It goes without saying, there’s an art to covering another musician’s work. The key is to make it your own, change as you see fit, whilst maintaining the essence of the original. The following artists missed the memo on all that.

“Get What You Give” by Felix Cartal

Why on Earth did Cartal decide to cover such an underwhelming track? 90s one-hit wonder band The New Radicals birthed this back in 1998, had their 15 minutes, then quit the industry. I tried to find a way to defend his choice – he is, after all, a fellow Canadian. But in no universe, did this make any sense. It wasn’t a good song to begin with, and Cartal just made it worse.


“Faith” by Limp Bizkit

What would possess wannabe punk rockers to make a “loud” version of George Michael’s (RIP) 80s classic? Lead singer Fred Durst along with his whiny voice, roam the streets in oversized board shorts, baseball hats, and a pathetic excuse for a goatee. It’s incomprehensible to me why someone of Durst’s lack of abilities felt he was capable of paying homage to peak George Michael. Brace your ears, this is quite the abomination.

“Fast Car” by Jonas Blue feat. Dakota

This track isn’t like the rest, because technically, it’s a remix, and not a cover. But still; even that was a poor choice by this Jonas Blue character. Tracy Chapman’s original was drowning in emotion. It hung on to that bit of hope, that bit of freedom of not having your past drag you down, and it made you feel everything. This version makes you feel nothing.  Shame on you, Jonas Blue (and Dakota.)

“Under the Bridge” by All Saints

Let me get this straight: female pop group All Saints had the audacity not only to try and cover this epic Red Hot Chili Peppers’ track, but to also do it so so poorly. The DJ-scratch over the guitar intro is offensive. They try to make a song about loneliness and getting high, into something seductive and sultry and mysterious, which for some reason requires the bearing of midriffs. They completely fly over the heart of this song, and ignore its soul. How dare you, All Saints. How dare you.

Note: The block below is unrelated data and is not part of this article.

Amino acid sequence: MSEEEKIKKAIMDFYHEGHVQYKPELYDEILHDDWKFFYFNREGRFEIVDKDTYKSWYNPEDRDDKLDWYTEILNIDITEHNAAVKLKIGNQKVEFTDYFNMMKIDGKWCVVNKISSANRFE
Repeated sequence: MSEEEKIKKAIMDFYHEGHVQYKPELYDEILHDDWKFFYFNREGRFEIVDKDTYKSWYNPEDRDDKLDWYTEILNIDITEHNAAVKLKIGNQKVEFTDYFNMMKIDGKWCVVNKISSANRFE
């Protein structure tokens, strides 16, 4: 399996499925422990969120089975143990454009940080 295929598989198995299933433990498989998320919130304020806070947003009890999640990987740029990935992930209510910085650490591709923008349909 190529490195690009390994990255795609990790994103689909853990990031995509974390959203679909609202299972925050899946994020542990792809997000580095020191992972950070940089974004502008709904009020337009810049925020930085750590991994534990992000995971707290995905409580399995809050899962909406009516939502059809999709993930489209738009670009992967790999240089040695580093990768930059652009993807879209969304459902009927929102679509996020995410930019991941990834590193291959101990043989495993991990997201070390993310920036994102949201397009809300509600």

“Light My Fire” by Train

Train: you are a mediocre pop/rock group (at best) that hit the top of your game in the early 2000s, with a couple of hit singles.  The Doors:  released this song in 1967, and are one the most influential bands of all time. They helped define rock ‘n roll, and this was one of the songs that paved the way. This cover is insulting, forgettable, and keeps none of the spirit of the original. So Train, I have to ask: who do you think you are?

 

(Note: all covers of “Smells Like Teen Spirit,” and anything by The Beatles or Michael Jackson were omitted – there are just too many horrible ones.)

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If you grew up listening to alternative in the 90s, this will be a nice trip down memory lane. If you didn’t, here’s what you missed.

“In the Meantime” – Spacehog

There’s nothing particularly fascinating about this song: it doesn’t relate to a specific memory, there’s no outstanding hook, the guitar-playing isn’t out of this world. It just always reminds me of the 90s, so I had to include it.

“Blurry” – Puddle of Mudd

Lead singer Wes Scantlin showed even post-grunge rockers have a softer, sensitive side. It gave the band some much needed depth, and although it wasn’t their only hit in the 90s, it was definitely their best.

“Standing Outside a Broken Phone Booth with Money in my Hand” – Primitive Radio Gods

The main appeal of this track was that it was just so cool: the unnecessarily long title; the almost-dance beat in the background; the random yellings of some guy. What isn’t there to love?

“Inside Out” – Eve 6

Whenever I hear this track, the only thing that pops into my head is their album cover: a large fly on the front, a heart with arrows in it on the back. I will never forget it because I bought the album based on this track alone, and stared at it endlessly, desperately seeking another likeable track. No luck there.

“Through the Looking Glass” – Stone Sour

Hard rockers getting in touch with their innermost thoughts, taking a stab at self-reflection, and discussing feelings, all through vocals full of vulnerability. It was emo, even before emo was emo.